Many self-directed traders and investors are looking for information on how to choose an IRA plan that works best with their individual retirement and investing goals. Scottrade's interactive IRA decision tree as well as our handy IRA calculator can help you determine the right account for your needs.
How do I fund my IRA account?
There are numerous ways to fund and invest in your IRA, including rolling over plans from a previous employer. Our IRA switch kit offers an easy-to-follow guide to help you open and fund your retirement plan.
Can I convert my Traditional IRA to a Roth IRA or vice versa?
An IRA conversion is possible, however, there are a number of questions you should consider before making the decision to convert your IRA, including tax considerations that may affect your choice.
While Scottrade can provide important information you need to help you choose your IRA based on your financial goals and anticipated needs, Scottrade does not provide tax advice. We encourage you to consult your tax advisor prior to making your final decision.
I have a 401(k) plan from a previous employer, are there any special 401(k) rollover rules I need to understand?
There are just a few steps you need to follow to transfer or roll over your 401(k) plan into your new or existing Scottrade IRA account. The first step is to open an account, then just follow the simple steps to request an electronic funds transfer to your account. Scottrade will notify you once we have received and processed your transfer, and we'll even reimburse up to $100 in transfer out fees charged by your previous institution*.
If you have any questions, refer to our helpful IRA switch kit , or get free, friendly assistance via online chat, over-the-phone or at one of more than 500 local branch offices.
What are the steps for rolling over an existing IRA or 401(k) plan to my Scottrade IRA account? What forms do I need?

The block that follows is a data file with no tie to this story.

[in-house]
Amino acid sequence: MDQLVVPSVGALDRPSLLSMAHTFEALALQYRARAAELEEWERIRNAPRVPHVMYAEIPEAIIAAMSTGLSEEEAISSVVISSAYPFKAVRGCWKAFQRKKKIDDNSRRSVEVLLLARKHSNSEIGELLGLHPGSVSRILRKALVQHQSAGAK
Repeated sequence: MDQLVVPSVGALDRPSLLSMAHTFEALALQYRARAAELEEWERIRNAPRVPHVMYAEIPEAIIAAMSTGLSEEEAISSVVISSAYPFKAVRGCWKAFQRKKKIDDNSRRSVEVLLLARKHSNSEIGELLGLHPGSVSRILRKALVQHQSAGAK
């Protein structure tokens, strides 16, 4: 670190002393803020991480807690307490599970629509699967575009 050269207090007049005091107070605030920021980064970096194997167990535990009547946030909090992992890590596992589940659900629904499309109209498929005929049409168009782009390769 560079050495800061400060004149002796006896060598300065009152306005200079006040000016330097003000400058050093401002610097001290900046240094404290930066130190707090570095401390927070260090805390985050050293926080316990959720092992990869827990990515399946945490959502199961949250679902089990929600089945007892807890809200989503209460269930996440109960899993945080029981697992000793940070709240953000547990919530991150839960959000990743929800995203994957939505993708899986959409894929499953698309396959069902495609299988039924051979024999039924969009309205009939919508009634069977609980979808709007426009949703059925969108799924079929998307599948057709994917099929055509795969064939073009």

Rolling over your existing IRA into the Scottrade IRA of your choice is easy, just follow the simple steps outlined in our handy IRA switch kit . If you have any questions or need assistance, friendly, knowledgeable Scottrade associate is available to help through online chat, over-the-phone or at one of our 505 local branch offices.
Can I withdraw money from my personal IRA plan while I am still working?
Depending on the type of IRA you choose, you may be able to withdraw funds from your IRA without penalty for certain expenses, including the purchase of a home and qualified educational expenses. If you anticipate you may want to withdraw funds prior to retirement, you will want to ensure that you carefully review and understand the potential penalties or tax ramifications prior to choosing and funding your IRA.
What are the income limits and 2013 contribution limits for a Roth IRA?
For 2013, contributions are limited to a maximum of $5,500 or $6,500, depending on your age. More information can be found in our Knowledge Center article on Roth IRA Contributions.
What are the income limits and 2013 contribution limits for a Traditional IRA?
For 2013, contributions are limited to a maximum of $5,500 or $6,500, depending on your age. More information can be found in our Knowledge Center article on Traditional IRA Contributions.